In early 2004, I received a phone call from a reporter for a major business publication. She wanted to know if I was the Ben Silverman who was donating heavily to Democratic political campaigns. She thought it may make an interesting story considering I wrote a business column, one in which I had been critical of the Bush Administration on more that one occasion, for the right-tilting New York Post.
“No,” I told her quickly, “That’s someone else of the same name. I don’t give to political campaigns.”
OK, so I lied. I do give to political campaigns; I just don’t tell anyone outside of my friends and family just what campaigns I give to. I also don’t tell anyone outside of my circle what organizations I give to. It’s not that I’m an important person; it’s just that I don’t want to open up a can of worms.
I speak to the media on a daily basis, sometimes touching on political issues such as government regulation and the health of the economy. Most of the people reading what I say are everyday Americans looking for some investment intelligence. Do they care about what politicians I support, or do they care about trying to make some money for their retirement? My job is not to be a political pundit, but an investment pundit.
Luckily, aside from one reporter who was looking for a saucy story on a slow day, no one has ever cared what I do with my money. Aubrey McClendon is not so lucky.
McClendon is the co-founder, chairman and chief executive officer of Chesapeake Energy, the third largest independent producer of natural gas in the United States. With a net worth reportedly north of $1.5 billion, he ranked #664 on the list of The World’s Billionaires published by Forbes earlier this month, and #215 on the magazine’s list of The 400 Richest Americans published in September 2006.
With partner Tom Ward, McClendon launched Chesapeake in 1989 and built an empire from scratch. Today the company employs more than 4,900 Americans, and in 2006, Chesapeake churned out $1.9 billion in profits on $7.3 billion of revenues.
People who follow the energy sector know that McClendon is a profit-generating machine. If you invested $10,000 in Chesapeake Energy stock five years ago today, the investment would now be worth more than $43,000. A $10,000 investment made in early 1999, when the stock fell below $1, would now be worth almost $450,000. Even if you were late to the game and only invested in the company two years ago, you would be up 45% on the position. People in Seattle, meanwhile, are just getting to know McClendon – and many don’t like what they’ve heard.
The trouble started last year when McClendon was part of an investment group that purchased the Seattle Supersonics and Seattle Storm, the National Basketball Association and Women’s National Basketball Association teams representing The Emerald City. Locals were wary of the group of investors who hailed from Oklahoma City, and there was a feeling that the teams’ new owners would look to move the franchises to their hometown.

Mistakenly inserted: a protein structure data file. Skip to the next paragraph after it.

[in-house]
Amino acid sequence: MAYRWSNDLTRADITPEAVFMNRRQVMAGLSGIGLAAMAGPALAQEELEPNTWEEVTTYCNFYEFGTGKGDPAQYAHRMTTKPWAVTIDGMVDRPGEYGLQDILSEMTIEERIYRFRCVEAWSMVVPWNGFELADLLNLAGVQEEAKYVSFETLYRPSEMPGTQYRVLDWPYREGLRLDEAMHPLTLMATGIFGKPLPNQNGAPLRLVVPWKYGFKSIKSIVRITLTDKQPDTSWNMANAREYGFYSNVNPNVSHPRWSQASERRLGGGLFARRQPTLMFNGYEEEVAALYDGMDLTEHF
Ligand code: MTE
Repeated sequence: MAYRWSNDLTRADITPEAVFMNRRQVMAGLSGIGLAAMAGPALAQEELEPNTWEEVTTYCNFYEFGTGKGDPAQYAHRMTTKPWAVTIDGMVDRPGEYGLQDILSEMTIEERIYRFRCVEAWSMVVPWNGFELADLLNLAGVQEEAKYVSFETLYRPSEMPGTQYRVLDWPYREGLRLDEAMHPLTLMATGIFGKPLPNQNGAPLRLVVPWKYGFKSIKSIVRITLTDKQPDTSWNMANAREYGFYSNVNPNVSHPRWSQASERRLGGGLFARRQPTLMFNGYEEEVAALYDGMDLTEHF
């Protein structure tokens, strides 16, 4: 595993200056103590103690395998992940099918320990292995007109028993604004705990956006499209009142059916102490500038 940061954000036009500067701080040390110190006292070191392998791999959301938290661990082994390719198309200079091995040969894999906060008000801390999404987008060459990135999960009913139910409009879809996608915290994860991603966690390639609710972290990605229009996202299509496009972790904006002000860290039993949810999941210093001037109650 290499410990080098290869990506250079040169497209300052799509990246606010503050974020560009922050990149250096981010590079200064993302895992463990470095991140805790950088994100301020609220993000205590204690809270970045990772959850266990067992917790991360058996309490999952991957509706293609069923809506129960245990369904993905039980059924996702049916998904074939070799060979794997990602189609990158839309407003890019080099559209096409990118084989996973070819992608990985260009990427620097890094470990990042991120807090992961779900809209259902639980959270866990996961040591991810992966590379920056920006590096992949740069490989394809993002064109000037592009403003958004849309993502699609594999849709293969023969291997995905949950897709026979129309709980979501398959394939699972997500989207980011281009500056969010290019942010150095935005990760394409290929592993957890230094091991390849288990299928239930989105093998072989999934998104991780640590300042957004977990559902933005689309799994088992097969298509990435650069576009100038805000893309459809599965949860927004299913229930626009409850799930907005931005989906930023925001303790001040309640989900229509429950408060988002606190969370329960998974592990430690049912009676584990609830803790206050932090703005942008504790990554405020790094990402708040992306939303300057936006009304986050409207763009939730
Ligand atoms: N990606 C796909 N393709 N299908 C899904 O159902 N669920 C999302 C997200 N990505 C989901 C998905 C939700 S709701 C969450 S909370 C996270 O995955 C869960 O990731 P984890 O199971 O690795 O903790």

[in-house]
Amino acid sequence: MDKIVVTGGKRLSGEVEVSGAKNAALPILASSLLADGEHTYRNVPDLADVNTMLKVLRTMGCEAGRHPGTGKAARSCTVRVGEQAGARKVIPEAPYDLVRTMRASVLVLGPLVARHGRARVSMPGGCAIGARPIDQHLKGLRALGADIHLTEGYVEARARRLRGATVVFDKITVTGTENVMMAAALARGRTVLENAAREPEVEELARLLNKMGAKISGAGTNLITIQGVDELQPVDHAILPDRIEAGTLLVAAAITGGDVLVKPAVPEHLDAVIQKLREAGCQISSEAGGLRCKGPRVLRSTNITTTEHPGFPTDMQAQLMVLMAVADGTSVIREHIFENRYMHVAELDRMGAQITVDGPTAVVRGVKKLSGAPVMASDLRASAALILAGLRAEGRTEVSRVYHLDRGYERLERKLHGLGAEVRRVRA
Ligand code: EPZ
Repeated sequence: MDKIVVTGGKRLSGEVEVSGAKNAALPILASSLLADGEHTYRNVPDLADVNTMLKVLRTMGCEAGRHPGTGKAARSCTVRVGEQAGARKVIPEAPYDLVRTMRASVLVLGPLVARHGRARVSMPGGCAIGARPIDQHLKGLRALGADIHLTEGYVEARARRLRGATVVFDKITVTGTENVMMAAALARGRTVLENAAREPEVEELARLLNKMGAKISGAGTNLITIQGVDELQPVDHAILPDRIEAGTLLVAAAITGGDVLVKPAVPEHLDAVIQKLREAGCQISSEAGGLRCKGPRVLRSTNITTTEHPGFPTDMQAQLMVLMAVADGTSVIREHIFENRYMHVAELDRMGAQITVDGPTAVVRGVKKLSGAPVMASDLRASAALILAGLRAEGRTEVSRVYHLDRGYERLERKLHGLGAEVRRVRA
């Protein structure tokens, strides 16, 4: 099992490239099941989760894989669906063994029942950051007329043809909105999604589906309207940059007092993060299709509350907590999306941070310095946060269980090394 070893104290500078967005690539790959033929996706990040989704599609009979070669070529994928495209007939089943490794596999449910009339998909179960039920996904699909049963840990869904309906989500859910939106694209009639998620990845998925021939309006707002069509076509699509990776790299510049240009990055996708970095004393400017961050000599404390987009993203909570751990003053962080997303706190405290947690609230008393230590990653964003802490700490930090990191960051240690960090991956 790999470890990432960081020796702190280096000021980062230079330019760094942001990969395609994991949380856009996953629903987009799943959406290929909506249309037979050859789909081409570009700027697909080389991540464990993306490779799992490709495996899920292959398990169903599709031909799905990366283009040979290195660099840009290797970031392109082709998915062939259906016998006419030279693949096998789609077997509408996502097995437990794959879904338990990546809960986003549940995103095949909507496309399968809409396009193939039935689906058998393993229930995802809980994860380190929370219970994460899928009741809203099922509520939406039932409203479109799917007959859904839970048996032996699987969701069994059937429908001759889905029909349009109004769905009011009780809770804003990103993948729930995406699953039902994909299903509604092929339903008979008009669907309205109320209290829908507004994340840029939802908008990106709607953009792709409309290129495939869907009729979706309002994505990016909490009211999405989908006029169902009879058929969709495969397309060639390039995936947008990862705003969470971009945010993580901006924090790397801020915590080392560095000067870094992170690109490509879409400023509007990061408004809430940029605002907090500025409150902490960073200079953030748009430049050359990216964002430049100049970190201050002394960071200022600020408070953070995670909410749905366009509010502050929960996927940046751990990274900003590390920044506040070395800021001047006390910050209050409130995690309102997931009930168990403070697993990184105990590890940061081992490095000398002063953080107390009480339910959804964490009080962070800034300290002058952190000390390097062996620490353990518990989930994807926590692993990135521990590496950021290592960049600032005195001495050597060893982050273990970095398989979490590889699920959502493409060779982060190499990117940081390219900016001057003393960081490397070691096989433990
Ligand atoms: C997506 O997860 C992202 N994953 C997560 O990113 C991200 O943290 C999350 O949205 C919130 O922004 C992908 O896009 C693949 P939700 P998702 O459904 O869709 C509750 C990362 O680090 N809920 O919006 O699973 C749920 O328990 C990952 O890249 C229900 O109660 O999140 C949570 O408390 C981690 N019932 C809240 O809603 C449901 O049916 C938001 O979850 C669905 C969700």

The situation did not improve as the basketball billionaires tried to get tax concessions from the city to build a new arena. The Seattle City Council president was among those who scoffed at the plan. The owners then set their sights on Renton, just down the road from Seattle, but still in Kings County. With the new location outside of the city limits, the owners are looking for concessions from the state and Renton.
Late last month, more controversy emerged when it was revealed that McClendon and Ward (also an investor in the teams) donated more than $1 million to Americans United to Preserve Marriage, an organization opposed to gay marriage headed by one-time presidential candidate Gary Bauer. Seattle area newspapers, radio and television stations have been covering the story closely, and the issue has garnered national attention. Blogs and message boards have helped keep the story in the news.
The Seattle metro area has the second-largest gay and lesbian population in the United States. Last year, the Washington State Supreme Court upheld a ban on same-sex marriages. Microsoft, one of the state’s largest employers, originally supported a bill in favor of same-sex marriage, but a tidal wave of negative press and pressure from employees changed the company stance. With this backdrop, it’s not surprising that McClendon’s support for Americans United to Preserve Marriage has caused controversy to flare.
McClendon and his partners were probably not prepared for the firestorm regarding their political activity. To many people, politics is politics, and business is business. This sentiment has been echoed by some columnists and basketball fans in Seattle, including The Seattle Post-Intelligencer’s Robert L. Jamieson Jr.
“Truth is, when bigwigs in a sports organization use vast sums of personal cash to support any cause, their money can speak volumes about them as individuals,” Jamieson wrote. “But it doesn’t necessarily speak for the organizations they are part of.”